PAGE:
To avoid confusion, I should probably say some things about how the patch actually works ...

Most importantly, I decided to only use complex filters and to arrange them in conjugate pairs to get real valued outputs at every stage within the cascade of elementary filters. Shortcuts as used in [vcf~] (a one-pole complex filter) aren't possible in this kind of implementation. To get the result corresponding to its left outlet (= real output), you would have to place a (real) zero right in the middle between the two (complex conjugate) poles etc.

The patch allows to use up to six (pairs of) poles or zeros, which may be either real or complex. If less poles or zeros are used, the coefficients of the unused filters are simply set to zero (just as the conjugate poles or zeros are set to zero for the real elementary filters).

By the way: In an earlier version of the patch, I also graphed the phase response of the filter, but I dropped that very soon because I thought this wouldn't be too helpful anyway.

Now for the use: The key control options are explained in the patch itself. Apart from that, you can click and drag the poles and zeros or specify each of its five parameters using the number boxes (values are rounded according to the graphic resolution of one hundredth).

The radii of all poles an zeros are clipped to guarantee stability.

Well, that's about it, I guess.

Bug reports or hints at unexpected behaviour are, as always, very welcome!

]]>To avoid confusion, I should probably say some things about how the patch actually works ...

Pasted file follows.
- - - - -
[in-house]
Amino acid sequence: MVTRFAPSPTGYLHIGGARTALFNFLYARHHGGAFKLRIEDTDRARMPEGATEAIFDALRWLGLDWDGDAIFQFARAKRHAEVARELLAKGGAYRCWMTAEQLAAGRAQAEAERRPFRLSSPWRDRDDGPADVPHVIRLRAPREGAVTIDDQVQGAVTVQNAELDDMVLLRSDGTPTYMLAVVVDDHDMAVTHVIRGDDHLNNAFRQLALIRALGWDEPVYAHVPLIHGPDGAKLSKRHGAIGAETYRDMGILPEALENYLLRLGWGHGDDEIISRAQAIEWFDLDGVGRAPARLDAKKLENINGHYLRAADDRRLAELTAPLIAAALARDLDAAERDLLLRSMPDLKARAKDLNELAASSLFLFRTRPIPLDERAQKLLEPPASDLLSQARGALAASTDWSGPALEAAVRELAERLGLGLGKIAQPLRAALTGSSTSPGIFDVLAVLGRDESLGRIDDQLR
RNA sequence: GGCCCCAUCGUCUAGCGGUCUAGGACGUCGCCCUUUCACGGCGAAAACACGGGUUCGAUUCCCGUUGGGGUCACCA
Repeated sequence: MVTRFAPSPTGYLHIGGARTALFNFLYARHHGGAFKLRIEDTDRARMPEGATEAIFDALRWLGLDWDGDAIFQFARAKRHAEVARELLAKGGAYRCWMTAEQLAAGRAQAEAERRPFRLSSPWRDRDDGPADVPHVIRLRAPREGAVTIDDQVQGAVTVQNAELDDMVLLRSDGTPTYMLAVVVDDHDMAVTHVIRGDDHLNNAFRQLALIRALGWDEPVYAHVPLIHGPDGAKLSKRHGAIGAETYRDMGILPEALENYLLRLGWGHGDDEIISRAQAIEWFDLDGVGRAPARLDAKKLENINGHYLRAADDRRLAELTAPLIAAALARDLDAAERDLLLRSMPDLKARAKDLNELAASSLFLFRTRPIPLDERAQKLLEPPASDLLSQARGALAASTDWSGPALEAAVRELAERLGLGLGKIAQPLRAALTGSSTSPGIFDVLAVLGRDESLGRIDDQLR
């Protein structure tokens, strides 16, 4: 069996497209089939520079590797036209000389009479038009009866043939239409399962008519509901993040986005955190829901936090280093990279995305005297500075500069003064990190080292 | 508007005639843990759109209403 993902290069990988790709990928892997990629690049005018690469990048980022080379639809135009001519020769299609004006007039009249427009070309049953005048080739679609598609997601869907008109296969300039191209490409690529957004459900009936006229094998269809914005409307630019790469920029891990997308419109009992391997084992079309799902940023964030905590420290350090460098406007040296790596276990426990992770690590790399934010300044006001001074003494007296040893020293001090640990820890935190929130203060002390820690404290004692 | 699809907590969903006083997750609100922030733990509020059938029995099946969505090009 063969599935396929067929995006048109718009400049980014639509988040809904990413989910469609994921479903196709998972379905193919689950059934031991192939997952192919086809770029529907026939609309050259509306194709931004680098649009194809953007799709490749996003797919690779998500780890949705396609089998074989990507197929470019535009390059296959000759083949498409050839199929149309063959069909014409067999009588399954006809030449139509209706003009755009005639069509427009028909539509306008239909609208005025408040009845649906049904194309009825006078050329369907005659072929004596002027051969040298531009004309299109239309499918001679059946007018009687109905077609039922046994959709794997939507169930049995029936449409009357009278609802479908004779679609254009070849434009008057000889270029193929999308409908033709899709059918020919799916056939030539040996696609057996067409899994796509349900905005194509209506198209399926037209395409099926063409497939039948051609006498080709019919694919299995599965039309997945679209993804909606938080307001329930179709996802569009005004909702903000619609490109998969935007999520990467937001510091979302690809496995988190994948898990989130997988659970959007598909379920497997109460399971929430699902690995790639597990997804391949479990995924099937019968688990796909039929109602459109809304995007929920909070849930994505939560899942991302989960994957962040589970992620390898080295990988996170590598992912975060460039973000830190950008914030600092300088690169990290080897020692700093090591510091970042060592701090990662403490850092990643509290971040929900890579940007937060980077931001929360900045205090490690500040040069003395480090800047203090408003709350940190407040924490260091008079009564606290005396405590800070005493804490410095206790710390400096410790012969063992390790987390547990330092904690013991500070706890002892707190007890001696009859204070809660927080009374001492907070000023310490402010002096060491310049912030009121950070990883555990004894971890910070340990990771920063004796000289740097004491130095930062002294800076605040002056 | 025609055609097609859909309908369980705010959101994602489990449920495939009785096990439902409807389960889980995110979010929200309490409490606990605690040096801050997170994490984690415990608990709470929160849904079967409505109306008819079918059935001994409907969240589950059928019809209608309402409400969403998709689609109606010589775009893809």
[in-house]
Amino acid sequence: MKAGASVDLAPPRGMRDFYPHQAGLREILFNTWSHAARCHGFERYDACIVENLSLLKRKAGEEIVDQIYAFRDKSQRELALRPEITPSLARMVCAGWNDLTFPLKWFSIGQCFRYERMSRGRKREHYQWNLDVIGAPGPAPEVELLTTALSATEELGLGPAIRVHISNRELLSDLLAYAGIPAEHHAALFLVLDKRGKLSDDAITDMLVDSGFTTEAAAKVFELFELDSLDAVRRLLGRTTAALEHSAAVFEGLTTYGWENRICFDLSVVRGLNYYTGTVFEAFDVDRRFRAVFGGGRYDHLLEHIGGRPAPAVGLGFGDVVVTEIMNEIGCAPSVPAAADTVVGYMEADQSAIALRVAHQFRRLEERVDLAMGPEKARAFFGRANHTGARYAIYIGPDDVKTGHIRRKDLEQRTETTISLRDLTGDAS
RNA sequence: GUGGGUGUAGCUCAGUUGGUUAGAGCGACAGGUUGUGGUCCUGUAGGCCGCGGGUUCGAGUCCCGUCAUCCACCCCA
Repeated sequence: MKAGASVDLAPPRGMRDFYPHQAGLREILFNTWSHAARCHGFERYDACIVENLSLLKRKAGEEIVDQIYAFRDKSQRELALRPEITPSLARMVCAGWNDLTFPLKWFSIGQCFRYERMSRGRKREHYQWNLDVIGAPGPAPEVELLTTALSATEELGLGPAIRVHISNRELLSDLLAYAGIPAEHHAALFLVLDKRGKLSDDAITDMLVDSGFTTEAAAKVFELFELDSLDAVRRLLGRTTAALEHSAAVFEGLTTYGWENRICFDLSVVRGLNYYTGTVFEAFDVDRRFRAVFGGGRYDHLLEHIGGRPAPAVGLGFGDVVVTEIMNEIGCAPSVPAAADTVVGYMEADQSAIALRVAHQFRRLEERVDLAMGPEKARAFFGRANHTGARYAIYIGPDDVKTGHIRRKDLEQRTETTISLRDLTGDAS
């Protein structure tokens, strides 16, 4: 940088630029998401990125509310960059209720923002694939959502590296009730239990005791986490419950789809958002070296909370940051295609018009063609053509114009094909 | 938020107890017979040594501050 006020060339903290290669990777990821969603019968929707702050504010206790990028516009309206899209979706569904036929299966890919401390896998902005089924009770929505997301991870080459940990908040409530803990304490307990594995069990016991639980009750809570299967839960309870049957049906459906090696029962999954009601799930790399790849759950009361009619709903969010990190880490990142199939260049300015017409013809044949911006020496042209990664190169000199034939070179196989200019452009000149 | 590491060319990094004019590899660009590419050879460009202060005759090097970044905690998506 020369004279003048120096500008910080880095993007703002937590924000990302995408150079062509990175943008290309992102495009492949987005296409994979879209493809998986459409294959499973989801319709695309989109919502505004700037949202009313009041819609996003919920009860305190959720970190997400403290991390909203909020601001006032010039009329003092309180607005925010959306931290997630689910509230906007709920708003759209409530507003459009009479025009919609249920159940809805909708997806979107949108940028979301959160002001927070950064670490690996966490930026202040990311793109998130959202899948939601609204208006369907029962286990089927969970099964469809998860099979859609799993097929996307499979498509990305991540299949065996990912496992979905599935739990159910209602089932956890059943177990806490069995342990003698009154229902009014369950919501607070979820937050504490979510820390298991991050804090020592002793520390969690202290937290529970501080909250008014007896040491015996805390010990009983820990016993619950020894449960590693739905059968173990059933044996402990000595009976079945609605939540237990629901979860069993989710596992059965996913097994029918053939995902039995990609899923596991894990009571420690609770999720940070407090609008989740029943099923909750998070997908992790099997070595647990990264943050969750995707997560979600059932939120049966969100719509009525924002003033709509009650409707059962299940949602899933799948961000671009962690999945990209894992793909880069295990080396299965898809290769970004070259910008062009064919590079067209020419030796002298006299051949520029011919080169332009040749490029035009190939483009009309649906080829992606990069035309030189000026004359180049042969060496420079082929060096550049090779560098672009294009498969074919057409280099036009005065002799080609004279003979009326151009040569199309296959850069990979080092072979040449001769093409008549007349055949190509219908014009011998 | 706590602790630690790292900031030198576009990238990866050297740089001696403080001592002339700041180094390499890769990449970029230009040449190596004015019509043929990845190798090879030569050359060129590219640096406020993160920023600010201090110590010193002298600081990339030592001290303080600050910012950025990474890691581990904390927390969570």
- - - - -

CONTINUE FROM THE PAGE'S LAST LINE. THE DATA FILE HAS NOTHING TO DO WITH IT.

Most importantly, I decided to only use complex filters and to arrange them in conjugate pairs to get real valued outputs at every stage within the cascade of elementary filters. Shortcuts as used in [vcf~] (a one-pole complex filter) aren't possible in this kind of implementation. To get the result corresponding to its left outlet (= real output), you would have to place a (real) zero right in the middle between the two (complex conjugate) poles etc.

The patch allows to use up to six (pairs of) poles or zeros, which may be either real or complex. If less poles or zeros are used, the coefficients of the unused filters are simply set to zero (just as the conjugate poles or zeros are set to zero for the real elementary filters).

By the way: In an earlier version of the patch, I also graphed the phase response of the filter, but I dropped that very soon because I thought this wouldn't be too helpful anyway.

Now for the use: The key control options are explained in the patch itself. Apart from that, you can click and drag the poles and zeros or specify each of its five parameters using the number boxes (values are rounded according to the graphic resolution of one hundredth).

The radii of all poles an zeros are clipped to guarantee stability.

Well, that's about it, I guess.

Bug reports or hints at unexpected behaviour are, as always, very welcome!

]]>Works flawless in in Pure data vanilla ]]>

Unfortunately, I didn't know about ELSE back then. As you probably know, it has frequency response and pole-zero plots as well, and there's also a section about the Z-plane in the wonderful live-electronics tutorial. In fact, these are the main reasons, why I decided to update my patch.

So the new version of my pole-zero diagram has two additional features: First, you can now switch between linear and logarithmic scaling of both amplitude and frequency, and second, I added some examples of standard filter types, so that you can also see the effect of changing a filter's parameters on the positions of its poles and zeros.

I hope this may be helpful for some of you. If something's wrong with the patch or the filter examples, please tell me!

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